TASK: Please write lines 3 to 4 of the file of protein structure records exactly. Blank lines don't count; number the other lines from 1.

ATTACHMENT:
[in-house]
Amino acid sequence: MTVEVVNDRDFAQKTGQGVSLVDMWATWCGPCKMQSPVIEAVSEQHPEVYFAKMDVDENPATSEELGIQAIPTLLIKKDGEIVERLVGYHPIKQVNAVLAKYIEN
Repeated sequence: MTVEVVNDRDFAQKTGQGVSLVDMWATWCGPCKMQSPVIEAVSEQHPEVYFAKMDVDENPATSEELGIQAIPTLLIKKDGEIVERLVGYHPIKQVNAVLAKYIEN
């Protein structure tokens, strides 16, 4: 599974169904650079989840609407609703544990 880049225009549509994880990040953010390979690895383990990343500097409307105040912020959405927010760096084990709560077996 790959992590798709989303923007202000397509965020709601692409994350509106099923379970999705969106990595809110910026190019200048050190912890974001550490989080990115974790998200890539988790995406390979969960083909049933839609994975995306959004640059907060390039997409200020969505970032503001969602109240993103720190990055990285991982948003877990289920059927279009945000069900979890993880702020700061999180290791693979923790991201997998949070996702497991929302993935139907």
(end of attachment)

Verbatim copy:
Repeated sequence: MTVEVVNDRDFAQKTGQGVSLVDMWATWCGPCKMQSPVIEAVSEQHPEVYFAKMDVDENPATSEELGIQAIPTLLIKKDGEIVERLVGYHPIKQVNAVLAKYIEN
């Protein structure tokens, strides 16, 4: 599974169904650079989840609407609703544990 880049225009549509994880990040953010390979690895383990990343500097409307105040912020959405927010760096084990709560077996 790959992590798709989303923007202000397509965020709601692409994350509106099923379970999705969106990595809110910026190019200048050190912890974001550490989080990115974790998200890539988790995406390979969960083909049933839609994975995306959004640059907060390039997409200020969505970032503001969602109240993103720190990055990285991982948003877990289920059927279009945000069900979890993880702020700061999180290791693979923790991201997998949070996702497991929302993935139907």